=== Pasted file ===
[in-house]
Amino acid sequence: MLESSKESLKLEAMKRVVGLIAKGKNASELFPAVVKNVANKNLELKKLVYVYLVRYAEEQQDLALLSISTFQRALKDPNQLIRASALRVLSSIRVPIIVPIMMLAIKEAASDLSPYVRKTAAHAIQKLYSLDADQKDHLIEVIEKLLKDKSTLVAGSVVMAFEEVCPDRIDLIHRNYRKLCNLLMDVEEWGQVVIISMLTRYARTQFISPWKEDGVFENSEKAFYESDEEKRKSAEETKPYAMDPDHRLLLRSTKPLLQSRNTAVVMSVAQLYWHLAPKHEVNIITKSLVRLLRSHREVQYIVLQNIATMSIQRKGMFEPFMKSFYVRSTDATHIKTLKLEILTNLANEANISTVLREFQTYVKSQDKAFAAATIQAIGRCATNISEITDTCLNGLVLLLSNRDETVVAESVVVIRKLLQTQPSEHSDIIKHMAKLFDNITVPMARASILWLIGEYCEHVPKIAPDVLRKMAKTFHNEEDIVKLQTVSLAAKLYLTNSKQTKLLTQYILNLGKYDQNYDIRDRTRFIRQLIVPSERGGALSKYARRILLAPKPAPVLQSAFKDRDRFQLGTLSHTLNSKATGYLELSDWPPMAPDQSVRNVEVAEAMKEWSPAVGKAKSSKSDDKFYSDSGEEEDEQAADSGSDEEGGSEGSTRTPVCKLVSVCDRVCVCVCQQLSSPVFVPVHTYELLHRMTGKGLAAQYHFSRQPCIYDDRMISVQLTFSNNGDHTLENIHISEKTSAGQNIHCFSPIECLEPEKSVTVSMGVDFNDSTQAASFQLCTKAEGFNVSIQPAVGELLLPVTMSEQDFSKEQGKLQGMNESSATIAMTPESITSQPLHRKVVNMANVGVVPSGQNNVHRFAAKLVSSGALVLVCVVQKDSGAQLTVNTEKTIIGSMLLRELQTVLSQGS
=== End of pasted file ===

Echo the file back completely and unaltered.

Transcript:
[in-house]
Amino acid sequence: MLESSKESLKLEAMKRVVGLIAKGKNASELFPAVVKNVANKNLELKKLVYVYLVRYAEEQQDLALLSISTFQRALKDPNQLIRASALRVLSSIRVPIIVPIMMLAIKEAASDLSPYVRKTAAHAIQKLYSLDADQKDHLIEVIEKLLKDKSTLVAGSVVMAFEEVCPDRIDLIHRNYRKLCNLLMDVEEWGQVVIISMLTRYARTQFISPWKEDGVFENSEKAFYESDEEKRKSAEETKPYAMDPDHRLLLRSTKPLLQSRNTAVVMSVAQLYWHLAPKHEVNIITKSLVRLLRSHREVQYIVLQNIATMSIQRKGMFEPFMKSFYVRSTDATHIKTLKLEILTNLANEANISTVLREFQTYVKSQDKAFAAATIQAIGRCATNISEITDTCLNGLVLLLSNRDETVVAESVVVIRKLLQTQPSEHSDIIKHMAKLFDNITVPMARASILWLIGEYCEHVPKIAPDVLRKMAKTFHNEEDIVKLQTVSLAAKLYLTNSKQTKLLTQYILNLGKYDQNYDIRDRTRFIRQLIVPSERGGALSKYARRILLAPKPAPVLQSAFKDRDRFQLGTLSHTLNSKATGYLELSDWPPMAPDQSVRNVEVAEAMKEWSPAVGKAKSSKSDDKFYSDSGEEEDEQAADSGSDEEGGSEGSTRTPVCKLVSVCDRVCVCVCQQLSSPVFVPVHTYELLHRMTGKGLAAQYHFSRQPCIYDDRMISVQLTFSNNGDHTLENIHISEKTSAGQNIHCFSPIECLEPEKSVTVSMGVDFNDSTQAASFQLCTKAEGFNVSIQPAVGELLLPVTMSEQDFSKEQGKLQGMNESSATIAMTPESITSQPLHRKVVNMANVGVVPSGQNNVHRFAAKLVSSGALVLVCVVQKDSGAQLTVNTEKTIIGSMLLRELQTVLSQGS